Later as the war went on they decided that the Hampdens would not be required by bomber command. The contract going on memory was to break up 500 of the Hampdens so they were flown into Tollerton Aircraft Services. They used to strip part of them down, take the wings and engines off and what you have, for some unknown reasons, they used to hook onto to a lorry and tow the remainder of the aircraft over to Brush at Loughborough for them to dismantle further.

The strange thing about it was right at the end of the contract of course as soon as the aircraft came in if there was anything like a bit of Perspex it was removed. A lot of them used to make different things with the Perspex, picture frames and things like this. There is what I understand a very good piece of Perspex, which was on the Hampden Bomber for the pilot to look through and what they used to do was to take this - other things used to disappear of course. I also remember this particular Hampden which was over and above the contract figure to break up and the ministry in their wisdom decided to fly it back out again and give it to Tollerton Aircraft Services.

When they saw the condition of the aircraft, I always remember that particular day the security stopped the buses going down the lane and checked to see if anyone had got anything that had come off the aircraft. The aircraft never flew again, this was actually dismantled at Tollerton.

I could go on for hours talking about the different things we used to do. There was a very happy spirit, very cold, the heating was totally inadequate, it did not work at all infact what we used to do in the winter months was to get hessilin off the packing cases where the new parts used to come in, all of us used to do this and wrap it round our feet and legs, right up past our knees to keep us warm whilst on the aircraft.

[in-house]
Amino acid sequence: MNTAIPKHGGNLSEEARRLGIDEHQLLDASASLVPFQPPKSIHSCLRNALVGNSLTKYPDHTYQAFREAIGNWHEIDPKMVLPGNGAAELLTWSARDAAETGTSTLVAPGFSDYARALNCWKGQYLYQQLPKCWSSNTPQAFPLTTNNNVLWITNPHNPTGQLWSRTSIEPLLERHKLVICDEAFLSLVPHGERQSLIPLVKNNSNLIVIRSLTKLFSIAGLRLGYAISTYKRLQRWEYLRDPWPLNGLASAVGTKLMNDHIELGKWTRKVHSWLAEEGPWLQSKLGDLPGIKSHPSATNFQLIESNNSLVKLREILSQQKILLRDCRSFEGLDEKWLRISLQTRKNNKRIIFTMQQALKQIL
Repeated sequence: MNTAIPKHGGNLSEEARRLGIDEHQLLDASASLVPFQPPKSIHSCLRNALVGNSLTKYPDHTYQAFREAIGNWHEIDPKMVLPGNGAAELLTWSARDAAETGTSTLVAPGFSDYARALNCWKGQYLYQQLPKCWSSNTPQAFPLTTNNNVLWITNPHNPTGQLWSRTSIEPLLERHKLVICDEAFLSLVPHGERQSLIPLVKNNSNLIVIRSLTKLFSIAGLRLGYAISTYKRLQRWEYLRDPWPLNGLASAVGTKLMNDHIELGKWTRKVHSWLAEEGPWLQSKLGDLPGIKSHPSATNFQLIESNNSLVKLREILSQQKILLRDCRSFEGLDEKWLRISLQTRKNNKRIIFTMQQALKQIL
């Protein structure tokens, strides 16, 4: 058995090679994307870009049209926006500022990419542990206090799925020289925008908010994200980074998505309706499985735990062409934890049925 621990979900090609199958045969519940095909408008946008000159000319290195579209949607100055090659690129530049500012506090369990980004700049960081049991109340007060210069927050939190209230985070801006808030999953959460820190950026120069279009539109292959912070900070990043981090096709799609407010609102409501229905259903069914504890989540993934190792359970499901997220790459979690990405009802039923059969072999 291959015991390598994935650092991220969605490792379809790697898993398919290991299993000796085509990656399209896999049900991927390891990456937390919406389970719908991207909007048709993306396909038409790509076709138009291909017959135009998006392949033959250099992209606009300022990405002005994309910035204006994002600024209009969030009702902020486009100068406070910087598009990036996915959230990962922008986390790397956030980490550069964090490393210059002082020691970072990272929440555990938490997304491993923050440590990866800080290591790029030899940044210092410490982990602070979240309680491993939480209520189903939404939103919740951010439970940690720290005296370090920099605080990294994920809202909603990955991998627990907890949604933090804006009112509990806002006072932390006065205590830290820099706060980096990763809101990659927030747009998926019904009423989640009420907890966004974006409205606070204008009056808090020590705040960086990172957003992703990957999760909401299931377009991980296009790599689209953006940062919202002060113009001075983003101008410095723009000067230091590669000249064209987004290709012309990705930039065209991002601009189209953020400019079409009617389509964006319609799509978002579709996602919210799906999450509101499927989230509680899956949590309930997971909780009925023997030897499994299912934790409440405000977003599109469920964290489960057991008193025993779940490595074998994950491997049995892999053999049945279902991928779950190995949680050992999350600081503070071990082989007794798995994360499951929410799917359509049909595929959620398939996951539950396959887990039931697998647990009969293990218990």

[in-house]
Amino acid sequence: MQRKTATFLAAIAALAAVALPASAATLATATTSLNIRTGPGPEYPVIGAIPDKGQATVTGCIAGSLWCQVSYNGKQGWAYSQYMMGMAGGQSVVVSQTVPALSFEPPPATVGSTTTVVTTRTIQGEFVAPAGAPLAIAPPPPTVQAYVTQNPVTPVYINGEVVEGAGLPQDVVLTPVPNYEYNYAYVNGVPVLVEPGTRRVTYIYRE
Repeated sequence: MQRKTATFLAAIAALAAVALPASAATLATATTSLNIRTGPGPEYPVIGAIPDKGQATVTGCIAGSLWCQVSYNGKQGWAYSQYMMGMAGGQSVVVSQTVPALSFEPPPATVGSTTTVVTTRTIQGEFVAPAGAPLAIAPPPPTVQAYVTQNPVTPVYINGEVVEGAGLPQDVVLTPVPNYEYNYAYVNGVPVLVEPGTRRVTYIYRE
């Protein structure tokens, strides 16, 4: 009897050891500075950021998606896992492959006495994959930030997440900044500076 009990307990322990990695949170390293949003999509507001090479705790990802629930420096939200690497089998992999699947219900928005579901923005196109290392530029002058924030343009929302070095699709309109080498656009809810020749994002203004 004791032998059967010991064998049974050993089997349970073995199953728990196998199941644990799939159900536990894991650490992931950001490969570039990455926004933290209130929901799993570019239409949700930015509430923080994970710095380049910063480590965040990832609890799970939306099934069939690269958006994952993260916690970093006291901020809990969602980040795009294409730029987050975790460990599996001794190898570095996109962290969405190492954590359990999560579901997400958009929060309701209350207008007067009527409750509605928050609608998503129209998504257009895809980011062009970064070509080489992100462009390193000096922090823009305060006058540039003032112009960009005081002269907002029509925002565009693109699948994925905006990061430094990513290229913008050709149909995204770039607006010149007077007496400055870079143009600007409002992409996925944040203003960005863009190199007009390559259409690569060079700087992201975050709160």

Towards the end of the war I left to go into the Royal Air Force. On my first leave I came back to see my mates and girls. As I came up the lane (I was on a bike) a particular Lancaster struck me very very much — it had got 140 bombs on the side of it, it had shot down 1 German jet fighter, also shot down another aircraft but then right across the top was painted “Mother of all Lancasters” and to my astonishment the initials PM for my own name. That aircraft was eventually I understand broken up, nobody seems to know much about it, what happened to it or anything and the only think I can think of was the last time I was at Tollerton Aircraft Services.